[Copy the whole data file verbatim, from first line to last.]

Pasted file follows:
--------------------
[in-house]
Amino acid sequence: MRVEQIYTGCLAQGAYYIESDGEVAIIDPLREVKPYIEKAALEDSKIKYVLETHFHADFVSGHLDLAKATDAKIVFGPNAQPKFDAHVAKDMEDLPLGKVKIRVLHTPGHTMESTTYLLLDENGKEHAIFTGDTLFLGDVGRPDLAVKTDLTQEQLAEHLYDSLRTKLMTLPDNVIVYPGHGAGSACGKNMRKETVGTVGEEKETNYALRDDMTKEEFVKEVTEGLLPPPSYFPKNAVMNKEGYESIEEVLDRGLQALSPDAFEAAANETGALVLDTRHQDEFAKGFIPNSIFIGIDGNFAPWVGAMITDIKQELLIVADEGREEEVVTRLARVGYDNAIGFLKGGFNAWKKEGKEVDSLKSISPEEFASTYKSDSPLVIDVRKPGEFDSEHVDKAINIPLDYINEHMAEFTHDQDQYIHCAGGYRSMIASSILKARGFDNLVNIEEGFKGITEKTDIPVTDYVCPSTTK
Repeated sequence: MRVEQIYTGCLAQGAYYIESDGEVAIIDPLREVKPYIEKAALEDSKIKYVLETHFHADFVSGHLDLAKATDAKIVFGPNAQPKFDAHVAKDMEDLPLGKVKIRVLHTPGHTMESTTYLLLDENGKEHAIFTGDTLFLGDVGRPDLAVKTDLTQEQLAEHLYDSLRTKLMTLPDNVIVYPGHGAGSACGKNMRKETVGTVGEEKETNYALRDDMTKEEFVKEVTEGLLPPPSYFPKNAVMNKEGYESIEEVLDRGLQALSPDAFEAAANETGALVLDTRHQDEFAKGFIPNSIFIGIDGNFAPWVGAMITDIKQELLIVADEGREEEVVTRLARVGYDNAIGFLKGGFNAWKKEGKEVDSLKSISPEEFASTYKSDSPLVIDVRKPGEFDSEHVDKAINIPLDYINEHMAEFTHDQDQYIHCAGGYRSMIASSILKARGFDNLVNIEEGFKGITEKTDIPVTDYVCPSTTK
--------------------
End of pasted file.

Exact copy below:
[in-house]
Amino acid sequence: MRVEQIYTGCLAQGAYYIESDGEVAIIDPLREVKPYIEKAALEDSKIKYVLETHFHADFVSGHLDLAKATDAKIVFGPNAQPKFDAHVAKDMEDLPLGKVKIRVLHTPGHTMESTTYLLLDENGKEHAIFTGDTLFLGDVGRPDLAVKTDLTQEQLAEHLYDSLRTKLMTLPDNVIVYPGHGAGSACGKNMRKETVGTVGEEKETNYALRDDMTKEEFVKEVTEGLLPPPSYFPKNAVMNKEGYESIEEVLDRGLQALSPDAFEAAANETGALVLDTRHQDEFAKGFIPNSIFIGIDGNFAPWVGAMITDIKQELLIVADEGREEEVVTRLARVGYDNAIGFLKGGFNAWKKEGKEVDSLKSISPEEFASTYKSDSPLVIDVRKPGEFDSEHVDKAINIPLDYINEHMAEFTHDQDQYIHCAGGYRSMIASSILKARGFDNLVNIEEGFKGITEKTDIPVTDYVCPSTTK
Repeated sequence: MRVEQIYTGCLAQGAYYIESDGEVAIIDPLREVKPYIEKAALEDSKIKYVLETHFHADFVSGHLDLAKATDAKIVFGPNAQPKFDAHVAKDMEDLPLGKVKIRVLHTPGHTMESTTYLLLDENGKEHAIFTGDTLFLGDVGRPDLAVKTDLTQEQLAEHLYDSLRTKLMTLPDNVIVYPGHGAGSACGKNMRKETVGTVGEEKETNYALRDDMTKEEFVKEVTEGLLPPPSYFPKNAVMNKEGYESIEEVLDRGLQALSPDAFEAAANETGALVLDTRHQDEFAKGFIPNSIFIGIDGNFAPWVGAMITDIKQELLIVADEGREEEVVTRLARVGYDNAIGFLKGGFNAWKKEGKEVDSLKSISPEEFASTYKSDSPLVIDVRKPGEFDSEHVDKAINIPLDYINEHMAEFTHDQDQYIHCAGGYRSMIASSILKARGFDNLVNIEEGFKGITEKTDIPVTDYVCPSTTK